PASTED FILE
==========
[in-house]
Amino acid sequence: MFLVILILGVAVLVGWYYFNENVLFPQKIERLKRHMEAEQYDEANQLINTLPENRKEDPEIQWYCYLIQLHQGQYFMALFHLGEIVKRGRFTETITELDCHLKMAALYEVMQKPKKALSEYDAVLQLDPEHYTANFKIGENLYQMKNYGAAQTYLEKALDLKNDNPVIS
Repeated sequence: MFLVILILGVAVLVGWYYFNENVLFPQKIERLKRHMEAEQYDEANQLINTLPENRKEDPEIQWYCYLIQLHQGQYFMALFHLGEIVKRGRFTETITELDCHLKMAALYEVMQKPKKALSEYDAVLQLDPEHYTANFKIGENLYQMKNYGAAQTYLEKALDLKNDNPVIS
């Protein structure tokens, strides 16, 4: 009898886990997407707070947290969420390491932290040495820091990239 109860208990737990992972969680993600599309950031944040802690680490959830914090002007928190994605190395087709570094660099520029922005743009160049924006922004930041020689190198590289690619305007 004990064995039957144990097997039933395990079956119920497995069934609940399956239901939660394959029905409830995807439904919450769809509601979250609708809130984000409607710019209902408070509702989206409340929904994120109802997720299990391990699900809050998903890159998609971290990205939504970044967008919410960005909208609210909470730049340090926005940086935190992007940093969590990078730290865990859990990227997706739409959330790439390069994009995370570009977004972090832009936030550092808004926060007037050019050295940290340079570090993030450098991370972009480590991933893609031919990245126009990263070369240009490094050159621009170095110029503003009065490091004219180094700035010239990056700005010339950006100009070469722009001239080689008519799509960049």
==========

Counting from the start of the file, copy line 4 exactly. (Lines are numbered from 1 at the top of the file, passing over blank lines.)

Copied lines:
């Protein structure tokens, strides 16, 4: 009898886990997407707070947290969420390491932290040495820091990239 109860208990737990992972969680993600599309950031944040802690680490959830914090002007928190994605190395087709570094660099520029922005743009160049924006922004930041020689190198590289690619305007 004990064995039957144990097997039933395990079956119920497995069934609940399956239901939660394959029905409830995807439904919450769809509601979250609708809130984000409607710019209902408070509702989206409340929904994120109802997720299990391990699900809050998903890159998609971290990205939504970044967008919410960005909208609210909470730049340090926005940086935190992007940093969590990078730290865990859990990227997706739409959330790439390069994009995370570009977004972090832009936030550092808004926060007037050019050295940290340079570090993030450098991370972009480590991933893609031919990245126009990263070369240009490094050159621009170095110029503003009065490091004219180094700035010239990056700005010339950006100009070469722009001239080689008519799509960049």